Updated 24 June 2016

'Benign' mass in breast does carry some cancer risk

New research suggests that a mass classified as atypical hyperplasia, found in the breast tissue of women poses a greater risk of cancer than previously thought.


A type of "benign" mass found in the breast tissue of about 100,000 U.S. women each year poses a greater risk of cancer than previously thought, according to a new review.

Early tumour characteristics

The mass is classified as atypical hyperplasia, or atypia. Most women who have it – and one out of 10 women who have a breast biopsy do – are usually told that their test result was benign, even though their cells seemed to be exhibiting some early characteristics of a tumour.

Doctors may tell those women that they face an above-average risk of cancer so they need to be followed more closely, a recommendation based on the fact that such women are four or five times more likely to develop breast cancer. But that statistic isn't meaningful for a woman who doesn't know what the normal risk is.

Read: Check your cancer risk

Researchers have now cast that risk in more concrete terms in the New England Journal of Medicine.

Women with atypia, they found, have a 7 percent risk of developing a tumour with five years after the biopsy, a 13 percent risk after 10 years and a 30 percent risk after 25 years.

Researchers at Vanderbilt University have found a similar risk level.

"It gives you the scale of the risk" and it turns out to be a bit higher than the estimated risk that comes from some popular methods used to try to predict a woman's likelihood of developing breast cancer, said Dr. Lynn Hartmann of the Mayo Clinic in Rochester, Minnesota, who led the review.

New analysis

The findings should change the way women with atypia are treated, leading to more-aggressive screening using MRI and more emphasis on using drugs that have actually been shown to prevent breast cancer, she told Reuters Health.

The American Cancer Society (ACS) has said that an MRI scan is worthwhile for women whose lifetime risk of breast cancer is 20 to 25 percent, Hartmann said.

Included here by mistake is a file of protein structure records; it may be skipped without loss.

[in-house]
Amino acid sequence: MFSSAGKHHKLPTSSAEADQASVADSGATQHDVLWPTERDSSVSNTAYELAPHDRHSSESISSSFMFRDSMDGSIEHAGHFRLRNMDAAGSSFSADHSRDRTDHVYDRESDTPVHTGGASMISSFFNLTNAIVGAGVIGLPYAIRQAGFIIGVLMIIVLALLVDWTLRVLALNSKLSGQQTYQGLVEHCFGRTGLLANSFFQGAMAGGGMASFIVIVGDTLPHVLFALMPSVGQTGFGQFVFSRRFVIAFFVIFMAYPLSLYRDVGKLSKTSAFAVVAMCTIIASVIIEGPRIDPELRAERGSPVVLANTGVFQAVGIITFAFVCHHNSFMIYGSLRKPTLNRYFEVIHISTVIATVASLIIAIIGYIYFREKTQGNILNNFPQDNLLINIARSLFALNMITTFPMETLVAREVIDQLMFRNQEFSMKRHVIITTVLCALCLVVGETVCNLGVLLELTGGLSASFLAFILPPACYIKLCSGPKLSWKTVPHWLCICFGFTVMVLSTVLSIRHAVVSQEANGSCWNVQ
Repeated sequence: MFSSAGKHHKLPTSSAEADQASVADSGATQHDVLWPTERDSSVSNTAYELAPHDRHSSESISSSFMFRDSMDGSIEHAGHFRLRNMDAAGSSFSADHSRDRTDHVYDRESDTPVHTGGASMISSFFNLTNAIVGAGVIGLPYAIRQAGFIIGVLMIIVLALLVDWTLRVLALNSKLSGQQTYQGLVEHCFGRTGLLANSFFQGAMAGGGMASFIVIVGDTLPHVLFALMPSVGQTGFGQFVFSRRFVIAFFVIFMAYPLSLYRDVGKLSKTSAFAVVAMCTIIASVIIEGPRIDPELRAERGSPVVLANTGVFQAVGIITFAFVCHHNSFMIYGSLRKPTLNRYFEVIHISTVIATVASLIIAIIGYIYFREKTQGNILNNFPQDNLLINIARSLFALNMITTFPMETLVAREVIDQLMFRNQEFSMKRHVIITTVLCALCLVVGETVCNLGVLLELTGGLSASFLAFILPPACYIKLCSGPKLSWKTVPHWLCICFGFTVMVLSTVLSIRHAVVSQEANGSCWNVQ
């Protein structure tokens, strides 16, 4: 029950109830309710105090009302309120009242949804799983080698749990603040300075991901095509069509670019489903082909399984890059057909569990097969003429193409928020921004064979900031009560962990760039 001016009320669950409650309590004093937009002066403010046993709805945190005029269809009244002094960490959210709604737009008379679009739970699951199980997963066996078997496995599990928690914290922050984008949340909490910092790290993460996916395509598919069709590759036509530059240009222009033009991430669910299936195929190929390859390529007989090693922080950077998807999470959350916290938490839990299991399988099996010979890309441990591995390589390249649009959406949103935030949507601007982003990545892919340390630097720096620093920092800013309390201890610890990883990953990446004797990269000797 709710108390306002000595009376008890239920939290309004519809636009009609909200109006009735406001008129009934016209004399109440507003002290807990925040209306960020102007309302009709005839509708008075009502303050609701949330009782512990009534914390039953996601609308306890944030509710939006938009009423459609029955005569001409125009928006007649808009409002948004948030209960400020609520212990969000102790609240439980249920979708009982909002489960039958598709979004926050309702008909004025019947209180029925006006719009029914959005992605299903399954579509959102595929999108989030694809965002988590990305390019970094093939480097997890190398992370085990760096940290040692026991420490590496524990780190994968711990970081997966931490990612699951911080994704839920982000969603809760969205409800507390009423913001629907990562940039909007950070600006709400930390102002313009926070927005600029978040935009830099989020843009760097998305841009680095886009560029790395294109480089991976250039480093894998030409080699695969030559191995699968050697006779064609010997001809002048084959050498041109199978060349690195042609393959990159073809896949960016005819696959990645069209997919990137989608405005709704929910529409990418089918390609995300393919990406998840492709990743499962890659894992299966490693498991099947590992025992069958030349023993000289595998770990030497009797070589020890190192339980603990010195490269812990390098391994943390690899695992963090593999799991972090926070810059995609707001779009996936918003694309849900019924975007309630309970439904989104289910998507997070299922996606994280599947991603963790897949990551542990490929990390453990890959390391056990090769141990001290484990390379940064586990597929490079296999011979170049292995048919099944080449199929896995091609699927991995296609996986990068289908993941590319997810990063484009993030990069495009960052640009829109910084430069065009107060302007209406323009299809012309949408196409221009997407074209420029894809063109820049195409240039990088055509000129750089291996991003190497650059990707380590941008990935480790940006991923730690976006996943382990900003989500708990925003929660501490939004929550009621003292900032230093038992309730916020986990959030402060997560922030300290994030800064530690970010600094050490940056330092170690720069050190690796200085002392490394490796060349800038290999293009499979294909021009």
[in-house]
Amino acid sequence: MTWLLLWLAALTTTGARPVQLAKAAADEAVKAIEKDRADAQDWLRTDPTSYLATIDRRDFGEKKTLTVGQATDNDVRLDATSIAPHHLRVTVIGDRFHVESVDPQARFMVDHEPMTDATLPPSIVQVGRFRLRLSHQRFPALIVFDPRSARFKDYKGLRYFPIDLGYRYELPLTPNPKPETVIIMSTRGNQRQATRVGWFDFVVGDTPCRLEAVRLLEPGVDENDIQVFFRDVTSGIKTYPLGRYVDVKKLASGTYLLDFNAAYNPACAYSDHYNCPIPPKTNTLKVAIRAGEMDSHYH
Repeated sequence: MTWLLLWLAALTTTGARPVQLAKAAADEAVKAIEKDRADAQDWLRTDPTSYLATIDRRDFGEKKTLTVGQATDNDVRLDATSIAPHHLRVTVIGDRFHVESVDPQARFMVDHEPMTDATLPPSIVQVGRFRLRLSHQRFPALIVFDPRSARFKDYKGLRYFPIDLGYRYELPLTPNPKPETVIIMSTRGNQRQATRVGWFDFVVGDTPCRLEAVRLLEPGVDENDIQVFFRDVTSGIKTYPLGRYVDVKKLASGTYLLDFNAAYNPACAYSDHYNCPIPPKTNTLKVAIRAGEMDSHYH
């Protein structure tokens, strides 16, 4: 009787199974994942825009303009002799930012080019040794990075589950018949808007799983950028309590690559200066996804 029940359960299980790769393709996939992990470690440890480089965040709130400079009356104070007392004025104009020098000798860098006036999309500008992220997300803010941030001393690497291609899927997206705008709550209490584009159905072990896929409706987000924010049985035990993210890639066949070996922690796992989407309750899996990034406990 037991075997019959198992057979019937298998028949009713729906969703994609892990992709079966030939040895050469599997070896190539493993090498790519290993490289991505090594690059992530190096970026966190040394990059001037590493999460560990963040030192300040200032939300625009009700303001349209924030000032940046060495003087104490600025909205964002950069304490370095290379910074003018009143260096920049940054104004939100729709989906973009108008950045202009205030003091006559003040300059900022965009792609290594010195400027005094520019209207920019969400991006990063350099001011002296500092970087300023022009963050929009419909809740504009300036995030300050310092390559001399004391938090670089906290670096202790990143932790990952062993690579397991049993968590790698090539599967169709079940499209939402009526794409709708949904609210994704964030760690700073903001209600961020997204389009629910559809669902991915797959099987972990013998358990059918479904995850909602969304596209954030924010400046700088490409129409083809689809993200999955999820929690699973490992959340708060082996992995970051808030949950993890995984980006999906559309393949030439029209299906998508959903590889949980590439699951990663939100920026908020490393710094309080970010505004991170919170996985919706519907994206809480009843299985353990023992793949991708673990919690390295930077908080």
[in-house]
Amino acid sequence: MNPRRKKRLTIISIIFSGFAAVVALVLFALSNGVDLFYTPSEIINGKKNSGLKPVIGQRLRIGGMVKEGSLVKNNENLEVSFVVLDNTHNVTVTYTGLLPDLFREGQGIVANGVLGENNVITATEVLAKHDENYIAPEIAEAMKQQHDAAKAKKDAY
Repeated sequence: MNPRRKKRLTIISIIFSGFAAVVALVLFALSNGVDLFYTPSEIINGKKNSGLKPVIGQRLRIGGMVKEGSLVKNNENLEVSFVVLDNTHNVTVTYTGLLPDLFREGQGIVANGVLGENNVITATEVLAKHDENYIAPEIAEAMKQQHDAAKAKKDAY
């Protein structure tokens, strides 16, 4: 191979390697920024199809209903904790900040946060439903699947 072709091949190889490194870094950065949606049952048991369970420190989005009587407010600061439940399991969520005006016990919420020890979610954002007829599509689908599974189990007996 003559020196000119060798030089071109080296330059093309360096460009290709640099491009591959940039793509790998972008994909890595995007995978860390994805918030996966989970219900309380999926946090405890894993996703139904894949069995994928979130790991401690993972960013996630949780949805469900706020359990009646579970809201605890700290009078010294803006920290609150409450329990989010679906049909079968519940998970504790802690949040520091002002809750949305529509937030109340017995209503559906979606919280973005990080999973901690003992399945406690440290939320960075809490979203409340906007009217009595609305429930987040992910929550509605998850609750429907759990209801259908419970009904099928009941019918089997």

"But they didn't feel that women with atypical hyperplasia met that risk." Based on this new analysis, they do.

"They've got a legitimate point," said Dr. Otis Brawley, chief medical officer of the ACS, who was not connected with the research. Women with atypia probably should be getting an MRI instead of a conventional mammogram. In addition, cancer prevention with drugs such as tamoxifen or raloxifene should be an option, he said.

Read: How to beat cancer medication side effects

For example, with raloxifene, "We've done the science. We've proven that it lowers the risk for women at high risk and I don't understand why more people won't take it," Brawley said. "We have a large number of women who are undergoing the surgical removal of both breasts to reduce their risk of breast cancer, yet we have a pill with very few side effects that can prevent cancer and people are passing it up."

It's not clear how many women who have had a "benign" biopsy have been told they have atypical hyperplasia.

Hartmann said if a patient has been told she had "some early abnormal cells" or "abnormal cells" or "atypical cells that are benign", she might want to contact her doctor to weigh her options.

Open and honest conversation

"We're not saying every woman who has ever had a biopsy should try to track it back because 90 percent of the time the woman won't have atypia," she said. "But if there was any question at the time when she had a conversation, she might want to clarify it further."

"Go talk to your internist who did the referral," Brawley said. "That's someone with whom you should have an open and honest conversation about this. You should be getting, at the absolute minimum, a high-quality mammogram every year with a radiologist who is aware of the previous diagnosis. She should perhaps consider getting an MRI screening."

Read: Pricey MRI scans not always helpful

He cautioned, however, that there is still no hard evidence that being more aggressive in looking for breast cancer in women with atypia will actually prevent deaths, but "I still want to do it because it think we probably do save lives."

Hartmann said many women with atypia are not getting drugs like tamoxifen because of the risk of side effects. But the new analysis of previous research shows that when you compare side effect rates of women getting the drug and the rates with placebo, "the number of serious side effects is very low."

She said post-menopausal women also have the option of taking an aromatase inhibitor such as anastrozole.

SOURCE: New England Journal of Medicine, online December 31, 2014.

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Image: Breast cancer from Shutterstock


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